The Powerhouse acknowledges the Traditional Custodians of the ancestral homelands upon which our museums are situated. We respect their Elders, past, present and future and recognise their continuous connection to Country.
2006/1/1 Headdress (shushut), womens, wool / cowrie shells / shell / beads / metal, by a Kalash woman, Chitral area, Northwest Pakistan, Pakistan, 1980-1995. Click to enlarge.

Kalash womens headdress (shushut) from Northwest Pakistan

The headdress or shushut is part of the traditional dress still worn by Kalash women in the isolated valleys of Northwest Pakistan. Kalash women still dress mainly in their traditional style although the men have mostly adopted modern Pakistani attire. The women wear a long black dress decorated with braid or embroidery, a shushut and a large number of bead necklaces. There is also a more formal, shorter type of headdress, called a kupas, which is worn over the shushut on ceremonial occasions


Object No.


Object Statement

Headdress (shushut), womens, wool / cowrie shells / shell / beads / metal, by a Kalash woman, Chitral area, Northwest Pakistan, Pakistan, 1980-1995

Physical Description

A womens headdress or shushut handwoven in brown wool with embroidered orange and lime green edges. The band of the headdress sits around the head which allows the decorated streamer to hang from the back of the head. The headdress is decorated with repeated patterns formed with cowrie shells, buttons, beads, metallic chain and small metal discs shaped like leaves. Long brown woollen tassels formed from the ends of the warp, hang from the end of the streamer.



55 mm


220 mm




The Kalash people are a non-Muslim group now confined to three valleys that lead off the main Chitral Valley of Northwest Pakistan - the Rumbur, Birir and Bumburet Valleys. Only some 3000 strong, the small Kalash communities have managed to retain their ancient traditions and religion. While the men have largely adopted modern Pakistani dress of shalwar kemeez, the women still mainly dress in traditional Kalash style, in long black woollen dresses ornamented with yellow embroidery (now more often applied braid) and beads.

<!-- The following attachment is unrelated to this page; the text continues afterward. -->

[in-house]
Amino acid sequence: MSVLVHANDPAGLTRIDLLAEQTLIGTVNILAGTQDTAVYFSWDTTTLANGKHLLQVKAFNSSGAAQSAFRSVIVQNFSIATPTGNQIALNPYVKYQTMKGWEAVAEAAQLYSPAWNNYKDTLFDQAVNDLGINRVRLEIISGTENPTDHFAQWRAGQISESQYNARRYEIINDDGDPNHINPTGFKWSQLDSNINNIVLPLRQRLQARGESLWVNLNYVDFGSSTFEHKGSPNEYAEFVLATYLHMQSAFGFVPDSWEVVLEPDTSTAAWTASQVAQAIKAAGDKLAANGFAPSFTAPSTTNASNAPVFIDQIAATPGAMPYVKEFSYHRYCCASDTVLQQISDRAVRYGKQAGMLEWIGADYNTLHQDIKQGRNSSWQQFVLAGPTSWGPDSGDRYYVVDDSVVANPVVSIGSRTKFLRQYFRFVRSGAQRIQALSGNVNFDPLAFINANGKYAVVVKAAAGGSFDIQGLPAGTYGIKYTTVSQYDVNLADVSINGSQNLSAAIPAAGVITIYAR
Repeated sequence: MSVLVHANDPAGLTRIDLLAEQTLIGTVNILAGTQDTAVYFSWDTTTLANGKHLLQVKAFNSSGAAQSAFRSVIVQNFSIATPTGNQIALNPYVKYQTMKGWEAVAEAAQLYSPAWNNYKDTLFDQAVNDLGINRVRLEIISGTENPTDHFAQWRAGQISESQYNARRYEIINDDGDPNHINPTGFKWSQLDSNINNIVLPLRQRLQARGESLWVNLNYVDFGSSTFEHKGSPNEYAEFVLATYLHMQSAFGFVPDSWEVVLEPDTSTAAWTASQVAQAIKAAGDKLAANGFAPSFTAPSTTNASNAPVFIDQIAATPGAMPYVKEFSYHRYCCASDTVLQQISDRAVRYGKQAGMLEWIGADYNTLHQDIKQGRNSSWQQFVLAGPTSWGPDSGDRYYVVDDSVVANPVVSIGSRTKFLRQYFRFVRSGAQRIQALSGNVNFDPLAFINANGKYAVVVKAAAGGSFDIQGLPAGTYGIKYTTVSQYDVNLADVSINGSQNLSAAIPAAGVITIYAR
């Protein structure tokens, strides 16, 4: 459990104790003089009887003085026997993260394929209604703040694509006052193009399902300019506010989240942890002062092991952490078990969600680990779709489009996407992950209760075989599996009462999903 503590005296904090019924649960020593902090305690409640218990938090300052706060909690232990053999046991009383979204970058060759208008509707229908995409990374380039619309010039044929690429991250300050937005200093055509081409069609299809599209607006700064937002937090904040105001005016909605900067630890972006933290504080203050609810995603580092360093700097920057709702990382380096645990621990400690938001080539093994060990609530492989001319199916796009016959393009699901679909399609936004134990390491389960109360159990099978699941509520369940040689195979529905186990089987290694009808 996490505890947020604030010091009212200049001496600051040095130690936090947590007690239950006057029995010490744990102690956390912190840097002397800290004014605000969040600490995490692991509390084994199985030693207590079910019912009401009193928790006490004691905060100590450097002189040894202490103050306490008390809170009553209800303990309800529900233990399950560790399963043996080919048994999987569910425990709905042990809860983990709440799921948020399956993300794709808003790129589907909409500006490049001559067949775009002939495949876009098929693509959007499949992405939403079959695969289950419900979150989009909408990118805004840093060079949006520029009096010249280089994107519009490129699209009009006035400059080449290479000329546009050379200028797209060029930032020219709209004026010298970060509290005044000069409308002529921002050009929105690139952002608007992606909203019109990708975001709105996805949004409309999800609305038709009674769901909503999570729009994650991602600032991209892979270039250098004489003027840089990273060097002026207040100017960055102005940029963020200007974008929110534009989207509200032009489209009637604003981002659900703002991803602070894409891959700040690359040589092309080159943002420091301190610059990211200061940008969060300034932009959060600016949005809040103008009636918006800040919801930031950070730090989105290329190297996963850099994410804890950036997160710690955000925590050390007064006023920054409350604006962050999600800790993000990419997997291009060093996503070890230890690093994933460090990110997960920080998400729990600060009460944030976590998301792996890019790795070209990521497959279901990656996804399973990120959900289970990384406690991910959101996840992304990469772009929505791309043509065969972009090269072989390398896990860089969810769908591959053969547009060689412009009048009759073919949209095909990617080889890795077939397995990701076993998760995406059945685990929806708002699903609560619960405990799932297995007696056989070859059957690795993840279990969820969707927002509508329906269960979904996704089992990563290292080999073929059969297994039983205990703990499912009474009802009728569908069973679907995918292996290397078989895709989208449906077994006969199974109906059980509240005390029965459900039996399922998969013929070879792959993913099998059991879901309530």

All women's clothing in the Kalash area is made by the women themselves, from weaving the wool and cotton to dyeing, embroidery and applied decoration. The wool cloth they use is woven from the fleece of local sheep and dyed brown with walnuts. Beads and other ornaments for application to their clothing are acquired from Peshawar traders who exchange them for locally-grown walnuts.

The headband of the headdress is decorated with three rows of metal chain, enclosing two rows of cowrie shells. Rows of small red beads are placed on either side of each row. The lower edge is decorated with blue, red and green woollen thread in button-hole stitch.

The streamer at the back is attached to the circlet at the top edge and has eight different bands of decoration which include beads, shells, buttons and metal leaf-shaped discs all of which are edged in green and red stitching as on the headband. The tail is finished with long, dark brown tassels which are the ends of the warp and which have been twisted together.



The headdress, known as a shushut, is a band of handwoven woollen cloth that fits over the head with a wide decorative streamer hanging down the back.The shushut is normal, everyday wear for all Kalash women and girls. A more elaborate ceremonial headdress called a kupas is worn, when occasion demands, over the shushut.

This Kalash woman's headdress or shushut has been donated to the collection by a long-serving Powerhouse Museum volunteer. The donor acquired the shushut on a visit to the Bumburet Valley in Northwest Pakistan in 1995.


Credit Line

Gift of Meg Stevenson, 2006

Acquisition Date

10 January 2006

Cite this Object


Kalash womens headdress (shushut) from Northwest Pakistan 2022, Museum of Applied Arts & Sciences, accessed 1 December 2022, <>


{{cite web |url= |title=Kalash womens headdress (shushut) from Northwest Pakistan |author=Museum of Applied Arts & Sciences |access-date=1 December 2022 |publisher=Museum of Applied Arts & Sciences, Australia}}